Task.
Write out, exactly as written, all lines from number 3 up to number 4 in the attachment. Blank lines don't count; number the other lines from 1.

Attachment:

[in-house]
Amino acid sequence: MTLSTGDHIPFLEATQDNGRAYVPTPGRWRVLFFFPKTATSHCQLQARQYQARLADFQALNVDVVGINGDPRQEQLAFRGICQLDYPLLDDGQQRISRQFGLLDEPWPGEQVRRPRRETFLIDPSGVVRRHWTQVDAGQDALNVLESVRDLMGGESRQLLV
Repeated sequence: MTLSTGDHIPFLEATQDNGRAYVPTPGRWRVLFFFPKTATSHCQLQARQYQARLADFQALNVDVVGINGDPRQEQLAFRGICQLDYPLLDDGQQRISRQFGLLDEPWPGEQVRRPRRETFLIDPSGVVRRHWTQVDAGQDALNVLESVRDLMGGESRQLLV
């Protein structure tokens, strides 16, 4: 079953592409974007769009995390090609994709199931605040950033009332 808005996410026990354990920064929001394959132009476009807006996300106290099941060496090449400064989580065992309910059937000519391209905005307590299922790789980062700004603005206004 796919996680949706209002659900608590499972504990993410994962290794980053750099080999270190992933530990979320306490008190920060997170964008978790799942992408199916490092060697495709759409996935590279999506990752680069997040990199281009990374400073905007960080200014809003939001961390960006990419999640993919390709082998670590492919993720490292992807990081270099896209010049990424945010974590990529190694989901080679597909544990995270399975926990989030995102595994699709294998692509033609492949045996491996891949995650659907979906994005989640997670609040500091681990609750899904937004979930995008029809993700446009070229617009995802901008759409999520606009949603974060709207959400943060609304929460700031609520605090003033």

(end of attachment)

Repeated sequence: MTLSTGDHIPFLEATQDNGRAYVPTPGRWRVLFFFPKTATSHCQLQARQYQARLADFQALNVDVVGINGDPRQEQLAFRGICQLDYPLLDDGQQRISRQFGLLDEPWPGEQVRRPRRETFLIDPSGVVRRHWTQVDAGQDALNVLESVRDLMGGESRQLLV
């Protein structure tokens, strides 16, 4: 079953592409974007769009995390090609994709199931605040950033009332 808005996410026990354990920064929001394959132009476009807006996300106290099941060496090449400064989580065992309910059937000519391209905005307590299922790789980062700004603005206004 796919996680949706209002659900608590499972504990993410994962290794980053750099080999270190992933530990979320306490008190920060997170964008978790799942992408199916490092060697495709759409996935590279999506990752680069997040990199281009990374400073905007960080200014809003939001961390960006990419999640993919390709082998670590492919993720490292992807990081270099896209010049990424945010974590990529190694989901080679597909544990995270399975926990989030995102595994699709294998692509033609492949045996491996891949995650659907979906994005989640997670609040500091681990609750899904937004979930995008029809993700446009070229617009995802901008759409999520606009949603974060709207959400943060609304929460700031609520605090003033």